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title:“James Wilsons' Notes of the Pennsylvania Ratification Convention”
date written:1787-12-1

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last updated:Jan. 22, 2013, 7:57 a.m. UTC
retrieved:Jan. 16, 2018, 5:27 p.m. UTC

"James Wilsons' Notes of the Pennsylvania Ratification Convention." The Documentary History of the Ratification of the Constitution. Vol. 2. Ed. Gaspare J. Saladino and John P. Kaminski. Madison: Wisconsin Historical Society Press, 1976. 445-446, 453-454, 456. Print.

James Wilsons' Notes of the Pennsylvania Ratification Convention (December 1, 1787)

TIMOTHY PICKERING: Our principal debate during the many days we have met has been whether the house should have a porch. Let us first take a survey of the mansion and see whether a porch be necessary.
STEPHEN CHAMBERS: The manner of debate is been very irregular and desultory.
"All Legislative Powers herein granted" (Article 1, section 1).
WILLIAM FINDLEY: It has been the endeavor of many to paint our necessities highly-like persuading a man in health that [he] is sick. Our situation is such, that we are not hastened in point of time and necessity. We are enjoying liberty and happiness to a very great degree. Our difficulties arose from the requisition and heavy taxes laid in 1782.
This system not suitable to our necessities or expectations. Necessities: We could not enforce treaties, regulate commerce, and draw a revenue from it. This system goes to raise internal taxes-capitation, excises-to an extension of the judiciary power even to capital cases, a dependence of the state officers on the general government. This system is not such as was expected by me, by the people, by the legislatures, nor within their power.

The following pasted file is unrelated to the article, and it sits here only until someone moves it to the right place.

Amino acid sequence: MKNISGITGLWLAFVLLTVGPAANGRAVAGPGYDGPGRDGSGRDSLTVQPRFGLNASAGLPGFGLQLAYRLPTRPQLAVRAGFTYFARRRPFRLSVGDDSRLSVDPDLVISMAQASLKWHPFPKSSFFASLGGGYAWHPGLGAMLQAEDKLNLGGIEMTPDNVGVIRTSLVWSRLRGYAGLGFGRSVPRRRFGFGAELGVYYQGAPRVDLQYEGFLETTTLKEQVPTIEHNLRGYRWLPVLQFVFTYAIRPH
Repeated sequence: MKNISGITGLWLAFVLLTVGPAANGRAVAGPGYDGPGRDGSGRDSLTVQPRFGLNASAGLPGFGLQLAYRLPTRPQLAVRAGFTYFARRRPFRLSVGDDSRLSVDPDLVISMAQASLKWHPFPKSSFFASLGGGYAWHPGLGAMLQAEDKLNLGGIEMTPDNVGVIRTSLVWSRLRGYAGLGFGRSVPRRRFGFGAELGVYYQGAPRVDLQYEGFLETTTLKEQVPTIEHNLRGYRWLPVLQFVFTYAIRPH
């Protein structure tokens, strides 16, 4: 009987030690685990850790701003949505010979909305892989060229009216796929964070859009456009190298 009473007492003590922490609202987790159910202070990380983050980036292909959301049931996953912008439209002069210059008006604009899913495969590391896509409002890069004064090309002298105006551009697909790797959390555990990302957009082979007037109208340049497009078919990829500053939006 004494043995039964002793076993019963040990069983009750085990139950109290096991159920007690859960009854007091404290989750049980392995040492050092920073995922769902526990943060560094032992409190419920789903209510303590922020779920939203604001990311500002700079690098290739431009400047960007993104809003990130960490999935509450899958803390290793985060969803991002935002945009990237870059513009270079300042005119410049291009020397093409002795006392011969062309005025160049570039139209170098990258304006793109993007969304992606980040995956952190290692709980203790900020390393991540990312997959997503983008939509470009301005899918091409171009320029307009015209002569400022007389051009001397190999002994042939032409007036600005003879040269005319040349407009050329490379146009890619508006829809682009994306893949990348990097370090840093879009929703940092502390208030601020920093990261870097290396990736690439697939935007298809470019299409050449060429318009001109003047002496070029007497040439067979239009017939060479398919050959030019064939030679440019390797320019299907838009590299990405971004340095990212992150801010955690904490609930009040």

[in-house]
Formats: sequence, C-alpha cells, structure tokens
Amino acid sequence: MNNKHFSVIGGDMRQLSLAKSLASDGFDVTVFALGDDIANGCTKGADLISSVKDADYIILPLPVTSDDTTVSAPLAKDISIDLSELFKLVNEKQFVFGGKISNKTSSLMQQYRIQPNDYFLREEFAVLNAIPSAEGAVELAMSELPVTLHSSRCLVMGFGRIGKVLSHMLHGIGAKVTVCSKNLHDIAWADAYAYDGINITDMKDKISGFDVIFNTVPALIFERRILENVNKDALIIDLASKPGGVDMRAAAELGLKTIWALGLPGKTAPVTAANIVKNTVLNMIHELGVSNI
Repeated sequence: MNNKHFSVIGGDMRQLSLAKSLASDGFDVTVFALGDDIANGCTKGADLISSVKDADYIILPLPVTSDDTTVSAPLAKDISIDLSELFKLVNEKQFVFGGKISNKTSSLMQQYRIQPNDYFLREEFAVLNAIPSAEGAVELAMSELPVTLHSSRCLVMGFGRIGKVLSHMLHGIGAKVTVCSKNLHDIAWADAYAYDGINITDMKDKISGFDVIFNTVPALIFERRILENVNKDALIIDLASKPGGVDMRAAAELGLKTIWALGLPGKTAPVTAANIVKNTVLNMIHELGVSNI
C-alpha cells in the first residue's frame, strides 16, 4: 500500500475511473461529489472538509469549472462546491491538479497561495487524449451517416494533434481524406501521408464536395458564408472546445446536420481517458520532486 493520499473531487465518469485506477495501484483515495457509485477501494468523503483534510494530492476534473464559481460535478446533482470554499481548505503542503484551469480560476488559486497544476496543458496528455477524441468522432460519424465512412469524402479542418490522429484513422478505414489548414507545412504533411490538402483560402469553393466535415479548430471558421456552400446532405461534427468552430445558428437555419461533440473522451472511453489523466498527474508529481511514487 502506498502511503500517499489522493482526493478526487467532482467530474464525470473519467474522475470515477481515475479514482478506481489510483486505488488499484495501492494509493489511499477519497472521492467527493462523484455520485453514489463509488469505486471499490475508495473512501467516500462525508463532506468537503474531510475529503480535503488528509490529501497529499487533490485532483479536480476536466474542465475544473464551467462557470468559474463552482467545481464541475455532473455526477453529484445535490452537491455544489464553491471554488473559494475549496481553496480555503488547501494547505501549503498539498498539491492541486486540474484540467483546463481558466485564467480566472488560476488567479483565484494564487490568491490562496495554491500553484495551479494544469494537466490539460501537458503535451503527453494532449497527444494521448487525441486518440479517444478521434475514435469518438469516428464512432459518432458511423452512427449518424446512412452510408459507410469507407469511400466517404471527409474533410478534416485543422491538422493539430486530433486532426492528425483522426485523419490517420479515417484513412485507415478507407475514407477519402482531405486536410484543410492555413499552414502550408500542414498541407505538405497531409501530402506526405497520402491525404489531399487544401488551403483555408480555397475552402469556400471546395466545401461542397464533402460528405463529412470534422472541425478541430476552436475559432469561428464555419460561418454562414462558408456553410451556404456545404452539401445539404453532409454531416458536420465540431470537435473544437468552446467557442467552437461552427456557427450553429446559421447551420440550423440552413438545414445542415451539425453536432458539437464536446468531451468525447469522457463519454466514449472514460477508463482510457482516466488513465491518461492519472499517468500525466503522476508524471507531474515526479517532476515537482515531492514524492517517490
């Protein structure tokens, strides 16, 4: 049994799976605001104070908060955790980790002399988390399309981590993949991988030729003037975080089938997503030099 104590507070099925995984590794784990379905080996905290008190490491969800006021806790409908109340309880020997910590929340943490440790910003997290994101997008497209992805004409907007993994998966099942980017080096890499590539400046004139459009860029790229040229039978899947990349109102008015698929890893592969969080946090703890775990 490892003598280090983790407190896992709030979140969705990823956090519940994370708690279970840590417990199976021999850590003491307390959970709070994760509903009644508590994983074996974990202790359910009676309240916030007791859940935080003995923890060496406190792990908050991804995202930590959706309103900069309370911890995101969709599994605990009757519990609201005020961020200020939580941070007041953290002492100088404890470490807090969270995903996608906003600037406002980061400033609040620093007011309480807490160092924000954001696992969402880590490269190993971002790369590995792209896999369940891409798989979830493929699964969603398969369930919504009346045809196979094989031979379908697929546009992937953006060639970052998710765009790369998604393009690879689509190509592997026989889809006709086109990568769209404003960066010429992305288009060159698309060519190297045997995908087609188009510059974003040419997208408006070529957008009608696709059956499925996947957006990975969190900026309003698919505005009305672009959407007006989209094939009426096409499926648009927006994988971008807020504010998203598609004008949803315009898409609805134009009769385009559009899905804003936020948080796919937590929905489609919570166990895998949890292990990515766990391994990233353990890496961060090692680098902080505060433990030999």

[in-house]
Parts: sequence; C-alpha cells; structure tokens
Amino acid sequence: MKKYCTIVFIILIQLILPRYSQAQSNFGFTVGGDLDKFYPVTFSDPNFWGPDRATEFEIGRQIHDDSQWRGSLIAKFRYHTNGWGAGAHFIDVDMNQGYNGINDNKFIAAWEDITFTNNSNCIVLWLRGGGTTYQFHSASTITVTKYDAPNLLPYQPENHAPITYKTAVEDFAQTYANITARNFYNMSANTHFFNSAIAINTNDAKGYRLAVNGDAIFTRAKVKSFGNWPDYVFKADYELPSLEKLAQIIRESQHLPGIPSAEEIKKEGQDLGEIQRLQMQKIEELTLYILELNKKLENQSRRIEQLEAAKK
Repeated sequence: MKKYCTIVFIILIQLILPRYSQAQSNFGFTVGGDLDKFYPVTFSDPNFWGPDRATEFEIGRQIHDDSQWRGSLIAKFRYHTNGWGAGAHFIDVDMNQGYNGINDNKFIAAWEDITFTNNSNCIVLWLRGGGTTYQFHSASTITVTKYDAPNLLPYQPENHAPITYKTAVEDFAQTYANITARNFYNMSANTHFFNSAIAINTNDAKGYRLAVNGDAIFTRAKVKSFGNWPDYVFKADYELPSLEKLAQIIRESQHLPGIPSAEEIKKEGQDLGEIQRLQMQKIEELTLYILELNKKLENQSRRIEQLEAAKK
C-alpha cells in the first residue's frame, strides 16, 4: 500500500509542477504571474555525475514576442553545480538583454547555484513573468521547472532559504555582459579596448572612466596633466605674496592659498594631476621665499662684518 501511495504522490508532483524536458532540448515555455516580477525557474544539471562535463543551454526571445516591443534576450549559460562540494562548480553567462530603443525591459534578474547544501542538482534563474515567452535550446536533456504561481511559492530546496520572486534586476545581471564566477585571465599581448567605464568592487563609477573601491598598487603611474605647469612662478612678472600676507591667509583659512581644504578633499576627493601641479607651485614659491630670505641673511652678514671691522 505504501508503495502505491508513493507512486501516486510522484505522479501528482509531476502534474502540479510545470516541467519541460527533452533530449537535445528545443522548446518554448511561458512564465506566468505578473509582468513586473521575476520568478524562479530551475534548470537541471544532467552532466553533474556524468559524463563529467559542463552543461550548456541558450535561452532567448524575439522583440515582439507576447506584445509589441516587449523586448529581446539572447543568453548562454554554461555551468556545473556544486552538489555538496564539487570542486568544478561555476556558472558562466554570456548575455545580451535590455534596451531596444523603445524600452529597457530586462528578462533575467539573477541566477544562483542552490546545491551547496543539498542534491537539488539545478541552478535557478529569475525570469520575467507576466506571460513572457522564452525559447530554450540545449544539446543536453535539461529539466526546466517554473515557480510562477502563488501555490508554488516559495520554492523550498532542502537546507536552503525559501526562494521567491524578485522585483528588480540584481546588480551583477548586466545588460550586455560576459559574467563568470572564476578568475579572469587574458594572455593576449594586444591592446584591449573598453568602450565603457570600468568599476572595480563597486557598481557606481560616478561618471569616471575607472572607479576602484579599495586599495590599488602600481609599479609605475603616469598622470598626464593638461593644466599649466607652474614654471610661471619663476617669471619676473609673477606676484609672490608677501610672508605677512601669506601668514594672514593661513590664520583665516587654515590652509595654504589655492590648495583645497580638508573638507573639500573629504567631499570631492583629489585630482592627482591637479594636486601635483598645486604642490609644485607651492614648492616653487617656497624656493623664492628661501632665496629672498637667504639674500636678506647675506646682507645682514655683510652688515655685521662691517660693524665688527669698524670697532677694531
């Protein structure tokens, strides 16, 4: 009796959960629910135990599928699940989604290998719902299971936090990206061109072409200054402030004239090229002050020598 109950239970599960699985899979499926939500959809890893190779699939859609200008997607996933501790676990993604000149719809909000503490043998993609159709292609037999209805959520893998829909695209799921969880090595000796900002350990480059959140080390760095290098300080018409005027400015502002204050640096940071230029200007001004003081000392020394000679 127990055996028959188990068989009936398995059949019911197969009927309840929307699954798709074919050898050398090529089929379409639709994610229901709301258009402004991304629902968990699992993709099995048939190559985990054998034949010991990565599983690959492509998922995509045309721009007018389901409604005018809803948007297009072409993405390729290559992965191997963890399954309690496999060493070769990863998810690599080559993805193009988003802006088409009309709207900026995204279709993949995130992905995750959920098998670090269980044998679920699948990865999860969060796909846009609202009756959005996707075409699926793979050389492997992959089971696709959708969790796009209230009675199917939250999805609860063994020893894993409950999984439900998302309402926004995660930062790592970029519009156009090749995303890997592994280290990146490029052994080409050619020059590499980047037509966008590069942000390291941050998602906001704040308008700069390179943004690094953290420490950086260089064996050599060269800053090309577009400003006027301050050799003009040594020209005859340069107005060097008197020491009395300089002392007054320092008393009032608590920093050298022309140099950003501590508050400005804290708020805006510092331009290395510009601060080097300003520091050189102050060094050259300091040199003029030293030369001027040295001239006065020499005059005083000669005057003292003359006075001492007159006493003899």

It is a consolidating government and will abolish the state governments or reduce them to a shadow of power.
(1) From its organization: "We the People" not "We the States."2 From this we could not find out that we were United States. The sovereignty of the states not held forth, nor represented. "Each Senator shall have one Vote." Under the present Confederation the state sovereignty is represented. In Congress they vote by states. A state can speak but one voice.3
(2) From its powers: [Those] who can tax possess all other sovereign power. There cannot be two sovereign powers. A subordinate sovereignty is no sovereignty. Will the people submit to two taxing powers?4 The power over elections gives absolute sovereignty-so of judging elections.5 The judicial powers are coextensive with the legislative powers. Oath of allegiance shows it to be a consolidating government.6 The wages paid out of the public treasury a proof of consolidated government.7
Smilie: Congress have authority to declare what is libel (Article 1, section 8). A jury may be packed.
William Findley: That the supreme power is, of right, in the people is true in all countries. Cajole the people.8
ROBERT WHITEHILL: Tho it is not declared that Congress have a power to destroy the liberty of the press; yet, in effect, they will have it. For they will have the powers of self-preservation. They have a power to secure to authors the right of their writings. Under this, they may license the press, no doubt; and under licensing the press, they may suppress it. Article 2, section 6: The press is by this clause restrained; because the members shall not be questioned for speeches in any other place.
Amendments may be laid before Congress.
JOHN SMILIE: In the construction of a complete government all the necessary powers are given that are not restrained.
The Supreme Court shall have jurisdiction in cases when a state is a party. Crimes shall be tried by jury, ergo they have powers to declare.
WILLIAM FINDLEY: No opposition on local principles. This plan is inimical to our liberties.